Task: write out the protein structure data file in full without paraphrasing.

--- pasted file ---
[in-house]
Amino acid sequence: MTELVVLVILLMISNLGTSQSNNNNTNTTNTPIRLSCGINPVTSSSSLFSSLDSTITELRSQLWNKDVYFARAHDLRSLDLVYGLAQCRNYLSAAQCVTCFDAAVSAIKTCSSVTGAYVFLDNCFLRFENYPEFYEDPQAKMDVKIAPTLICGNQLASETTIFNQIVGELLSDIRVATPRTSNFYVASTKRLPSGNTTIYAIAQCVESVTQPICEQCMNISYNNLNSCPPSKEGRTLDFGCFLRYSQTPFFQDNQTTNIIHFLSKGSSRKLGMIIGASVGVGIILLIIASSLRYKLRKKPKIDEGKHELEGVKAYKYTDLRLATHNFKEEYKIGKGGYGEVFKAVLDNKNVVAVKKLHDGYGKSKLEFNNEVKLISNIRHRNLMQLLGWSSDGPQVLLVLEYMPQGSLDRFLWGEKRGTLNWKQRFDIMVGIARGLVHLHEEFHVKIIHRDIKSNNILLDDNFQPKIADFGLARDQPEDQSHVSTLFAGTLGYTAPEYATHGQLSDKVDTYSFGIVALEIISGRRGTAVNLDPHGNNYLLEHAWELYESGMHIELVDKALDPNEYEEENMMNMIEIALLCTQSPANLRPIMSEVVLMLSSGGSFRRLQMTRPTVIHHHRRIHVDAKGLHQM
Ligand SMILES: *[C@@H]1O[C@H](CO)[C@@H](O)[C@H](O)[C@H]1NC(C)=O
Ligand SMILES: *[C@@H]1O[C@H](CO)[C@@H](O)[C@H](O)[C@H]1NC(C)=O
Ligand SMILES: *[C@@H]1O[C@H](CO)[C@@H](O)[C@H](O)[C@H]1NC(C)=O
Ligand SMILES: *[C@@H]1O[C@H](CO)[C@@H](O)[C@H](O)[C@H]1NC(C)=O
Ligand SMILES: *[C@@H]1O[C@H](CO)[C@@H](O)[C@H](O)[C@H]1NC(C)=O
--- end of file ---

[in-house]
Amino acid sequence: MTELVVLVILLMISNLGTSQSNNNNTNTTNTPIRLSCGINPVTSSSSLFSSLDSTITELRSQLWNKDVYFARAHDLRSLDLVYGLAQCRNYLSAAQCVTCFDAAVSAIKTCSSVTGAYVFLDNCFLRFENYPEFYEDPQAKMDVKIAPTLICGNQLASETTIFNQIVGELLSDIRVATPRTSNFYVASTKRLPSGNTTIYAIAQCVESVTQPICEQCMNISYNNLNSCPPSKEGRTLDFGCFLRYSQTPFFQDNQTTNIIHFLSKGSSRKLGMIIGASVGVGIILLIIASSLRYKLRKKPKIDEGKHELEGVKAYKYTDLRLATHNFKEEYKIGKGGYGEVFKAVLDNKNVVAVKKLHDGYGKSKLEFNNEVKLISNIRHRNLMQLLGWSSDGPQVLLVLEYMPQGSLDRFLWGEKRGTLNWKQRFDIMVGIARGLVHLHEEFHVKIIHRDIKSNNILLDDNFQPKIADFGLARDQPEDQSHVSTLFAGTLGYTAPEYATHGQLSDKVDTYSFGIVALEIISGRRGTAVNLDPHGNNYLLEHAWELYESGMHIELVDKALDPNEYEEENMMNMIEIALLCTQSPANLRPIMSEVVLMLSSGGSFRRLQMTRPTVIHHHRRIHVDAKGLHQM
Ligand SMILES: *[C@@H]1O[C@H](CO)[C@@H](O)[C@H](O)[C@H]1NC(C)=O
Ligand SMILES: *[C@@H]1O[C@H](CO)[C@@H](O)[C@H](O)[C@H]1NC(C)=O
Ligand SMILES: *[C@@H]1O[C@H](CO)[C@@H](O)[C@H](O)[C@H]1NC(C)=O
Ligand SMILES: *[C@@H]1O[C@H](CO)[C@@H](O)[C@H](O)[C@H]1NC(C)=O
Ligand SMILES: *[C@@H]1O[C@H](CO)[C@@H](O)[C@H](O)[C@H]1NC(C)=O